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WFY Grows Tax Department Before 2018 Tax Season

Wright Ford Young increases their firm with eight new hires: Michael Montgomery, Jennifer Nguyen, Karla Young, Alice Wang, Jeff Hwang, Linh Trinh, Hoornaz Mostofizadeh, and Farheen Kolsy.  All these new hires are joining WFY’s tax department as tax staff or tax interns.  WFY is pleased to welcome these new hires to the WFY team.

Michael Montgomery

Joining the WFY tax staff is Michael Montgomery. Michael graduated from CSU Fullerton in 2015 and has a Bachelor’s degree in Business Administration, with a concentration on Accounting.  With his experience in accounting, he has mainly worked in offices that specialize in small businesses and individuals.  During the off season, Michael and his wife, Katie, enjoy traveling and attending Anaheim Ducks and Anaheim Angels games.

Jennifer Nguyen

Jennifer Nguyen graduated from CSU Fullerton last fall after interning with WFY last year. We welcomed Jennifer back to WFY as an addition to our tax staff. Jennifer plans to start studying for her CPA exams this year, and continues to foster kittens from WAGS Animal Shelter and Animal Services in Westminster.

Karla Young

Our third tax staff addition to WFY is Karla Young. She graduated from University of the Philippines with a degree in Development Studies. Karla is well versed in IT and Marketing, but switched to developing her career in accounting once she moved to Orange County. Other than developing her skills in accounting, she also likes to send out typewritten letters to friends and family.

Alice Wang

Alice Wang joins the WFY team as one of our newest tax staff.  She received her Master’s degree in Accounting from CSU Fullerton, and has worked in accounting for four years.  Outside of the office, Alice loves to read and travel.

Jeff Hwang

For the 2018 tax season, Jeff Hwang joins the WFY team as a tax intern. Jeff is currently attending CSU Fullerton and working on his Master’s degree in Taxation.  Other than practicing taxation, Jeff enjoys watching sports games and attending comedy shows.

Linh Trinh

Linh Trinh is starting with WFY as a tax intern in our tax department.  She’s currently attending CSU Fullerton and plans to graduate in the Spring of 2020 with her Bachelor’s degree in Accounting.  Other than working towards her degree, Linh is also an active member of Accounting Society at CSU Fullerton.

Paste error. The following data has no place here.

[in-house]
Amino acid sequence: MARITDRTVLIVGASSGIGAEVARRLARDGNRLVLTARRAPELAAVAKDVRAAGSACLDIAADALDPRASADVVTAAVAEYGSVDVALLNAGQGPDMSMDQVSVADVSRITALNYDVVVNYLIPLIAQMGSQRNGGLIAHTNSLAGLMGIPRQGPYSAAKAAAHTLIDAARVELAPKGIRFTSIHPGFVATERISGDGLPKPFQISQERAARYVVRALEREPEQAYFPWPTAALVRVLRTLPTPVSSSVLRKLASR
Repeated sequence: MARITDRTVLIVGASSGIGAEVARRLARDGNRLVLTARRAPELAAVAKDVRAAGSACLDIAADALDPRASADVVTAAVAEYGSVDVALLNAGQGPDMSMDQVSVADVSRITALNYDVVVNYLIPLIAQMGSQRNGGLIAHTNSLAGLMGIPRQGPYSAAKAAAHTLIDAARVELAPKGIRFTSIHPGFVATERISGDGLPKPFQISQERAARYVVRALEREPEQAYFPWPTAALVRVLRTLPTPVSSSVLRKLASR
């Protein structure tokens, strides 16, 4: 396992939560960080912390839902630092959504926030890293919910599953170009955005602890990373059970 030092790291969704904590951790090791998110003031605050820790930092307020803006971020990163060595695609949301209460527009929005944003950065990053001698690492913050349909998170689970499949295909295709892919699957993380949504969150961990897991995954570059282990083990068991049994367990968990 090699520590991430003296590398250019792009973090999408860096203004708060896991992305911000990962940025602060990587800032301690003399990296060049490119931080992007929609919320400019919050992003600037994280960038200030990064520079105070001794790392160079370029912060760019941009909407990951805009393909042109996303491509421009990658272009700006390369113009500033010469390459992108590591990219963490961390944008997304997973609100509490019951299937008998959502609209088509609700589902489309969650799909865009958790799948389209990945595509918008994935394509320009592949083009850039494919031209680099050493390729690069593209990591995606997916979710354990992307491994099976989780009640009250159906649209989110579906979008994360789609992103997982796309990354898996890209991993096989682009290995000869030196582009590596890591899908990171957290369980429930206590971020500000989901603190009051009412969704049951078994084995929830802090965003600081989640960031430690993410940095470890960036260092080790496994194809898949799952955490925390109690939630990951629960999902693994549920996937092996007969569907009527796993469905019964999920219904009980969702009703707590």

Hoornaz Mostofizadeh

Hoornaz Mostofizadeh is another addition to the WFY tax department as a tax intern.  She graduated from CSU Fullerton in Fall of 2018 and majored in Business Administration with a concentration on Accounting.  Hoornaz’s main hobbies include practicing King Fu and drawing portraits.

Farheen Kolsy

Our fourth tax intern to join our WFY tax department is Farheen Kolsy. She’s a senior on the road to graduating from CSU Fullerton in May of 2019 with a degree in Business Administration concentrating in Accounting. On her down time, Farheen likes to hang out with friends and hike.

New IRS Partnership Audit Rules Prompt New Look at Operating Agreement

The IRS introduced a new set of partnership auditing rules which take effect in the financial year 2018 and are meant to make it easier for the agency to uncover and collect underpaid taxes from partnership entities.  The previous audit system was challenging for the IRS because it was difficult to pin down who owed the tax under a complex partnership structure.

Small partnerships with less than 100 members can opt out if no partner is a pass-through entity.

The IRS will begin reviewing tax filings in line with the new procedure in 2019, so audits could start as soon as 2020.

When a partnership underpays its taxes, the leftover bill has to be dealt with by a designated individual. If a partnership fails to make that designation, the IRS will select one on its behalf. Designating a representative to deal with the IRS if and when an audit arises could benefit partnerships from having the IRS select one for them.  The IRS promised that it won’t designate its own employees, agents, or contractors.

A partnership without a designated representative may end up relying on outside legal counsel to contact what could be hundreds of partners to determine the needed tax adjustments. Re-evaluating a partnership agreement that has been working all this time is hard to sort out, but it comes down to the potential cost in legal fees in sorting the issue that could possibly come up down the road.